NEW YORK, June 10 (UPI) -- The U.N. Security Council's permanent members agreed on a draft resolution for tougher steps against North Korea in response to its nuclear test, diplomats say.
Supported by China, North Korea's closest friend, the draft resolution provides for an arms embargo on Pyongyang and some form of inspection of suspect cargo in and out of North Korea, The Times of London reported.
The council's five permanent members are the United States, Russia, China, Britain and France. Also participating in the draft resolution were Japan and South Korea, North Korea's neighbors.
The draft reached Wednesday-- in the making since North Korea conducted its second nuclear test May 25 in defiance of previous U.N. resolutions -- was expected to be approved by the full 15-member council, the Times said.
"This sanctions resolution, if passed by the Security Council, will bite and bite in a meaningful way," Susan Rice, U.S. ambassador to the United Nations, was quoted as saying.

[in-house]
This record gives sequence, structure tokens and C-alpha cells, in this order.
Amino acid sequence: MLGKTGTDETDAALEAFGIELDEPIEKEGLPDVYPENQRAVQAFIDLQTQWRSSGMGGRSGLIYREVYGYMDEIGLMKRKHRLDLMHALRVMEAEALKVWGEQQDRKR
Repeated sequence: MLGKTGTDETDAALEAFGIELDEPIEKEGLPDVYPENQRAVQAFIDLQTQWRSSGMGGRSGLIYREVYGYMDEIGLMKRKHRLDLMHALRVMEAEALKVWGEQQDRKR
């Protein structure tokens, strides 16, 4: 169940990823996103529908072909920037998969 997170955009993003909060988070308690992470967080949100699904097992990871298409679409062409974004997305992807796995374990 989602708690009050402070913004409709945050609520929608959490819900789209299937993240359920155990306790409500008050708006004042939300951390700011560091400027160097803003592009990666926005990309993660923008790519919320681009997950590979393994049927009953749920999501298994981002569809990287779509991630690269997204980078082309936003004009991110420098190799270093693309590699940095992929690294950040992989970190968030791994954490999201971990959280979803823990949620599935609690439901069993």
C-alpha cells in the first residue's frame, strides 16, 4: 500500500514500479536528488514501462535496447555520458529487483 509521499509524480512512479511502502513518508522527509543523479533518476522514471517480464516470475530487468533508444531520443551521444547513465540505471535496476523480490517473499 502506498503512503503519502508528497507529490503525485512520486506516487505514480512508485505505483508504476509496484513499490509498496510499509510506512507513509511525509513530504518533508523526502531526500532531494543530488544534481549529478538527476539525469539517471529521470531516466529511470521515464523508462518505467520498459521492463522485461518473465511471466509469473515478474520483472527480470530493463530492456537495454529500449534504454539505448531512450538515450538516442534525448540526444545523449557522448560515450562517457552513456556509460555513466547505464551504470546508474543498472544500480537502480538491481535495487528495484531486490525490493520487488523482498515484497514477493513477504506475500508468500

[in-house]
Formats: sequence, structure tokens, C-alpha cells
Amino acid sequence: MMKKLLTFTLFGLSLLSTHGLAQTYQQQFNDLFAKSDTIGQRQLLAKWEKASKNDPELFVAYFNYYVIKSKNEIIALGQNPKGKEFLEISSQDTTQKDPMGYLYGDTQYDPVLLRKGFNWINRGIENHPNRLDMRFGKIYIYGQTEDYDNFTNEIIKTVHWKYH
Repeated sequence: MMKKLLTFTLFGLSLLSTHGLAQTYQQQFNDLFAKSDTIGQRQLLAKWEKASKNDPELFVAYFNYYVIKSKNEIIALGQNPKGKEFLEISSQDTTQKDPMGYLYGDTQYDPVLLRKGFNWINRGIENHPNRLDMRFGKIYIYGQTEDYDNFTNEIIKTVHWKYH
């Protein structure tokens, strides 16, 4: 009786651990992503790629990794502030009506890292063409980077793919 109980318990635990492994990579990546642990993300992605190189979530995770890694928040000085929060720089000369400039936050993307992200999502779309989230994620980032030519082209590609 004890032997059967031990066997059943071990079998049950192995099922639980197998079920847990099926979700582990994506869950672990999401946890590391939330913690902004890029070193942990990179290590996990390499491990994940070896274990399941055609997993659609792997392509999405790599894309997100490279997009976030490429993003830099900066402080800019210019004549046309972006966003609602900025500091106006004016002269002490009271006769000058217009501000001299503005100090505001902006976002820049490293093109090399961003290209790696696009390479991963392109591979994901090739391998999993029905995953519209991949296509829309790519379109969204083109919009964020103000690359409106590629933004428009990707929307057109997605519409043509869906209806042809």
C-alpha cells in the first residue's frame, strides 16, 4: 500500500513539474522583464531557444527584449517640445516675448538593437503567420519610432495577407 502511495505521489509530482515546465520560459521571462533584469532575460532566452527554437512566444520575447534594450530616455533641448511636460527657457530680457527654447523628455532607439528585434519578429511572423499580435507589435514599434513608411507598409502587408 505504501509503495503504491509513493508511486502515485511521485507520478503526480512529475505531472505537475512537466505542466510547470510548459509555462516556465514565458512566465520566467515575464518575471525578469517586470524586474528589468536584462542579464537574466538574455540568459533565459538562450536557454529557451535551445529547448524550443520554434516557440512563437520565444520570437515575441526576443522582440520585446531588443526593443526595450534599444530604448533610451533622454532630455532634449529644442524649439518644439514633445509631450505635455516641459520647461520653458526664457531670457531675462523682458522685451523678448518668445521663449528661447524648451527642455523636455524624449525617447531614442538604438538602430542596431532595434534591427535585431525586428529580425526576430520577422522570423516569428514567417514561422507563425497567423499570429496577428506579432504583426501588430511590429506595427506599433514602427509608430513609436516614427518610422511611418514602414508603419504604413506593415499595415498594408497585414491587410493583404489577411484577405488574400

Xinhua, China's official news agency, said the 34-paragraph draft resolution, which expressed the "gravest concern" over the nuclear test, also provides for a range of punitive measures severely curtailing loans and money transfers to North Korea.
North Korea, which followed up its nuclear test with a number of short-range missile firings and threats against U.S. and South Korean vessels, has said it will regard additional U.N. sanctions as an act of war.
Cargo inspection on ships and planes had been a major hurdle in drafting the resolution. China agreed to go along with it after the language on the inspection was softened, the Times said.
The draft calls on U.N. members "to inspect all cargo to and from (North Korea) if the state concerned has information that provides reasonable grounds to believe the cargo contains prohibited items" such as arms, nuclear technology and missile components. It also calls on member states to inspect suspect ships on the high seas.
A CNN report said North Korea's other recent activities also have raised concerns. It quoted two U.S. Defense Department officials as saying late last month that satellite imagery had spotted "vehicle activity" at a North Korean ballistic missile facility.
The North's Taepodong-2 long-range missile was tested earlier this year, the report said.
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